Throwback Thursday is when we trawl through the That's archives for a work of dazzling genius written at some point in our past. We then republish it. On a Thursday.
In a speech to Peking University (PKU) in 1999, anti-apartheid leader Nelson Mandela, who died on December 5, 2013 aged 95, praised the “unwavering political, diplomatic and material support of the Chinese people and government for South Africa’s struggle for liberation.”
China’s President Xi Jinping echoed this support when, speaking after the death of South Africa’s first democratically elected president, he told reporters that “the Chinese people will forever remember the outstanding contributions he made to the cause of human progress.”
Mandela was as much a fan of China as it was of him. In his autobiography Long Walk to Freedom, he wrote of reading Red Star Over China, Edgar Snow’s seminal 1937 account of Mao Zedong and the early struggles of the Communist Party, as well as Sun Tzu’s diplomatic favorite The Art of War.
“I made my way through the available literature on armed warfare and in particular guerrilla warfare,” Mandela wrote. “I wanted to know what circumstances were appropriate for a guerrilla war; how one created, trained and maintained a guerrilla force; how it should be armed; where it gets its supplies – all basic and fundamental questions.”
A man lays flowers in front of a portrait of Nelson Mandela outside the South African Embassy in Beijing, December 2013
By the time of the Sharpeville massacre in 1960, when Apartheid regime police opened fire on protesters, killing 69 people, including 8 women and 10 children, Mandela’s resistance movement went from preaching non-violence to an armed campaign. Mandela himself co-founded and became the first commander-in-chief of the African National Congress’ (ANC) militant wing, the Umkhonto we Sizwe, abbreviated as MK, and translated as ‘Spear of the Nation.’
Mandela began reading Mao Zedong as he built an insurgency from scratch, learning to make makeshift bombs from agricultural ingredients and targeting the apartheid regime’s infrastructure but – crucially – not the people.
Ironically, despite his professed admiration of Mao’s revolutionary and military tactics, when Mandela and the ANC sought funding in the 1960s from the People’s Republic of China (PRC), the Chinese government refused, not on grounds of non-intervention, but by saying the group was “insufficiently prepared” for guerrilla warfare.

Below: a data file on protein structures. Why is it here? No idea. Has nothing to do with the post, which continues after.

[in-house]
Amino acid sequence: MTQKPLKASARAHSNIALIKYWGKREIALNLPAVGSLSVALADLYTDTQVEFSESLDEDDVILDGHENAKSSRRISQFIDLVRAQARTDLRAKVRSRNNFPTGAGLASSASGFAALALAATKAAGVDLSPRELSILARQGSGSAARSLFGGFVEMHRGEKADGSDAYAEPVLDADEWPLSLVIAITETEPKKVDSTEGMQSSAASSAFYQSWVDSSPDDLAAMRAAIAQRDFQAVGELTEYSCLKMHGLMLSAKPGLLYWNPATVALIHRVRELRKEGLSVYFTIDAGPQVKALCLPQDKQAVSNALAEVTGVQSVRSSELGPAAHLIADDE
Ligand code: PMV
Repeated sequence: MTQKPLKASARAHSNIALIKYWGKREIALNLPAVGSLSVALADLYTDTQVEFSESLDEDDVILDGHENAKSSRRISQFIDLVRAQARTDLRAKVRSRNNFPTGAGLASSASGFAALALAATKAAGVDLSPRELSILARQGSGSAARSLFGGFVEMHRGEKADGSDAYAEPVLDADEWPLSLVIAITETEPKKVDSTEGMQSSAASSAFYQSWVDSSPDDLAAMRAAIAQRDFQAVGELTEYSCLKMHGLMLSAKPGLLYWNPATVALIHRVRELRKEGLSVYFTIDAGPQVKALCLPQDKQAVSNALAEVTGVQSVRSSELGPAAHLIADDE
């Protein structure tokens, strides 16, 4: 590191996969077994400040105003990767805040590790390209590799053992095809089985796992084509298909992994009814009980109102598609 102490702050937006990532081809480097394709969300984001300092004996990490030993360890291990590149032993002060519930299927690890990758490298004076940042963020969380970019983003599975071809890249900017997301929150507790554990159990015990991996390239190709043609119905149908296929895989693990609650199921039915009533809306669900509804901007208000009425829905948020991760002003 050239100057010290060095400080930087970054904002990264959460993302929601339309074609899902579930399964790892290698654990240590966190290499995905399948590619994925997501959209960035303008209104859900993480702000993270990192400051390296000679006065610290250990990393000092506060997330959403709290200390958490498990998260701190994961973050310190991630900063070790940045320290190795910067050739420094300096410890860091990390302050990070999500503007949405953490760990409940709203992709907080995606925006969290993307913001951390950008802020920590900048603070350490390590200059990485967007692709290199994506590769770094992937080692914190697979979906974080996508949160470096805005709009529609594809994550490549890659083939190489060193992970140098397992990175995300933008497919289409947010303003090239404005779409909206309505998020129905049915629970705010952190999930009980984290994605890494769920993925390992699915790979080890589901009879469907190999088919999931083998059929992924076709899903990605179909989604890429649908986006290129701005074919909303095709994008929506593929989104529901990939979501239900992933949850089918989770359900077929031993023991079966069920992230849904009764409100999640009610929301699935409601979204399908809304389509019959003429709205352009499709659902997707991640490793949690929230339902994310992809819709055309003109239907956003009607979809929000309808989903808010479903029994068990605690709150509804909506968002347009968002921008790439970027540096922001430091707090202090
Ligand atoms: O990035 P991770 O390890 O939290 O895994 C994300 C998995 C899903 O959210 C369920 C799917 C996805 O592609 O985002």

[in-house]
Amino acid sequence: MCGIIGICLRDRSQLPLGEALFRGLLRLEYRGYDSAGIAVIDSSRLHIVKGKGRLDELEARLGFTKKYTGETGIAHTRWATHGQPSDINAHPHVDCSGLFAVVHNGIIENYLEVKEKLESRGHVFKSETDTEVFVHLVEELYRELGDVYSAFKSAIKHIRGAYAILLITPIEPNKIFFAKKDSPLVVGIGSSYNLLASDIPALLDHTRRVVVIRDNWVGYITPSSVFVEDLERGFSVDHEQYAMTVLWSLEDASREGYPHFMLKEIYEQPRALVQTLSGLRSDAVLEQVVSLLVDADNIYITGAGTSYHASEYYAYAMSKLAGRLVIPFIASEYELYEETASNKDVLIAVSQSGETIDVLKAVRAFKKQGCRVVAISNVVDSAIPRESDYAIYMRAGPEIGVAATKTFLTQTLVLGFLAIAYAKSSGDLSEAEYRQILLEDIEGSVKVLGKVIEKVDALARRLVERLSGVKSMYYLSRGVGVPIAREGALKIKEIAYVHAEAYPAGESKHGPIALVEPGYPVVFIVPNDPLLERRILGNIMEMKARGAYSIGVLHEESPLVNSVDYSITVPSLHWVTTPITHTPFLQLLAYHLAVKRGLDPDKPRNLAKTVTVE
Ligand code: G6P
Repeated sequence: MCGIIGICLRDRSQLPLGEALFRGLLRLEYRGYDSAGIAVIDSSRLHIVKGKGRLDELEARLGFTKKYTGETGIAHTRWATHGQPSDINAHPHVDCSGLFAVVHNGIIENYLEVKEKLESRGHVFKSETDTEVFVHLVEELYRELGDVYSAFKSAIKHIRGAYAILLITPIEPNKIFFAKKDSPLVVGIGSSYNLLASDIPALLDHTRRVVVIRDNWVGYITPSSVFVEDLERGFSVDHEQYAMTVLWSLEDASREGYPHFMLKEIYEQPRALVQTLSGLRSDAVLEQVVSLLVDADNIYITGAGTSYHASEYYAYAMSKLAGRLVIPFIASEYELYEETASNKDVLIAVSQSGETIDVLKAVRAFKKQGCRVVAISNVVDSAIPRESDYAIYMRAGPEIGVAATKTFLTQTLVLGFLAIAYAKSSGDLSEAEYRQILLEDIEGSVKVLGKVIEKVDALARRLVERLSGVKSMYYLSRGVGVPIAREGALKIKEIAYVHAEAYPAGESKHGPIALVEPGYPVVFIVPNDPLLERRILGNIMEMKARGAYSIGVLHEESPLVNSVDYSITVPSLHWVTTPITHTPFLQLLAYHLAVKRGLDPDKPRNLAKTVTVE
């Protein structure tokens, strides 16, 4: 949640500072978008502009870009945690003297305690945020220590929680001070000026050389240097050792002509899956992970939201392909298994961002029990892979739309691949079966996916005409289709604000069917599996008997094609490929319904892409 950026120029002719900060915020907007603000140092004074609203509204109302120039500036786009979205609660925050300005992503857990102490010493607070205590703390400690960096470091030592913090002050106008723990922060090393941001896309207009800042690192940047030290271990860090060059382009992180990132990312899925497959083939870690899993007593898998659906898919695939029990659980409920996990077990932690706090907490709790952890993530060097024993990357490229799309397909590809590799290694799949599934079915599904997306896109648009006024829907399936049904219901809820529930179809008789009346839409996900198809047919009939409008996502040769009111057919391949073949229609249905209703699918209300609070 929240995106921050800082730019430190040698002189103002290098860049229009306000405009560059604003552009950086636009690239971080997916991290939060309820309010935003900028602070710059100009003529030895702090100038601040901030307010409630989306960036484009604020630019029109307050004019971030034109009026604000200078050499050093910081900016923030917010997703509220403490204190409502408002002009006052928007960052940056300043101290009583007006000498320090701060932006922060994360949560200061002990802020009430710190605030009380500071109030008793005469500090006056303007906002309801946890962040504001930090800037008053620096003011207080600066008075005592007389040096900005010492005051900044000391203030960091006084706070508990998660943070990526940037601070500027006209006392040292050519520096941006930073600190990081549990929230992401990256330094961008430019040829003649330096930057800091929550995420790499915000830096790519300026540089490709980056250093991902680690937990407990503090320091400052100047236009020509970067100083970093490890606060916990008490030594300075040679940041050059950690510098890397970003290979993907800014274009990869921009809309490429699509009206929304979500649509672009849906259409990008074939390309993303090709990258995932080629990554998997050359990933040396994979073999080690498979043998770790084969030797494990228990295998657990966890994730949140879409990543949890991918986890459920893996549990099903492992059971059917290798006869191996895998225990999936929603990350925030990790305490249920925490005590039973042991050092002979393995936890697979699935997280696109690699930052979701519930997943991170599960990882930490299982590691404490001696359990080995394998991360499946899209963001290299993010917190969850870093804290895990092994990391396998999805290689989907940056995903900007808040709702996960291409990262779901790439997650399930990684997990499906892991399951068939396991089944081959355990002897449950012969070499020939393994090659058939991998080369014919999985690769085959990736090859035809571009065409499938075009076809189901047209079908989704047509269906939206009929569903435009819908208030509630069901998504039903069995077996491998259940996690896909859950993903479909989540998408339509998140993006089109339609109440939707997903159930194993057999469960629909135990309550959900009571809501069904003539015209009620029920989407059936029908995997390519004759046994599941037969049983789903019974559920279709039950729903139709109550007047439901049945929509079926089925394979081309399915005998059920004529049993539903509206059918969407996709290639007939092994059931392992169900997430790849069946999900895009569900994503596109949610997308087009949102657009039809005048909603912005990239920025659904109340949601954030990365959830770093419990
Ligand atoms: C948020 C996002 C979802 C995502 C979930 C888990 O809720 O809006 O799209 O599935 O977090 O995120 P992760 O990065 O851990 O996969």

Indeed, Mandela’s relationship with the PRC was not always harmonious. Having been first rebuked by China, the ANC turned for funding to the Soviet Union, with whom it maintained close links until the fall of the Berlin Wall in 1989. And the Republic of China (ROC) government in Taiwan also became an unlikely ally of Mandela’s. The ROC donated over US$15 million to the ANC’s 1994 election campaign, in a belated attempt to atone for its support of the Apartheid regime.
Though Mandela didn’t visit the Chinese mainland for the first time until 1992 – when he received an honorary degree from PKU and toured the Great Wall – during this period he publicly advocated for a ‘Two China’ solution, starkly at odds with Beijing’s ‘One China Policy’ with regard to Hong Kong, Macau and Taiwan.
Nelson Mandela on the Great Wall of China, 1992
Yet Mandela was first and foremost a politician and, like many before him, he found his attitudes about China changed significantly when trade and the economy became a factor. In November 1996, amidst hard lobbying from members of his cabinet and the South African Communist Party, Mandela announced that Pretoria would sever ties with the ROC and officially recognize the PRC.
In 1999, as part of his presidential farewell tour, Mandela visited China for the first time as leader of South Africa. He met with then-president Jiang Zemin and premier Zhu Rongji in Beijing, and delivered the speech at PKU.
“As well as being members of the international community, China and South Africa also relate to one another as countries of Africa and Asia,” Mandela said, “as continents whose ancient civilizations and ties of trade and commerce were disrupted when the destinies of our continents and their peoples were subordinated to the interests of more powerful colonial forces.”
Mandela went on to emphasize what he saw as the future of the relationship: trade.
“China’s potential contribution, as one of the world’s largest economies and a leading figure in world affairs, cannot be exaggerated,” he declared. “Within the modest limits of its own capacities, South Africa is committed to working with China towards these goals.”
Nelson Mandela and Jiang Zemin
Reportedly, Mandela had a good relationship with his Chinese counterparts, and the health of Jiang Zemin, who Mandela first met during his 1992 visit, became something of a running joke between the two.
“How is my old friend President Jiang Zemin – is he well?” Mandela asked former premier Li Peng when he greeted Li on a state visit to South Africa in 1996. When Jiang himself visited the country in 2000, a newly-retired 82-year-old Mandela remarked in mock shock: “You look so good! I’m switching to your health plan.”
Though it may have started off on a shaky footing, Mandela helped craft a strong Sino-South African relationship, one which has been built upon considerably by his successors. In 2010, China overtook the US to become South Africa’s single largest trading partner and the PRC continues to pour cash into infrastructure projects across the continent in exchange for vital minerals and fuel. What the future holds is as uncertain as the price of oil, but there is little doubt that Mandela considered himself a true friend of China.
[Images via ANC]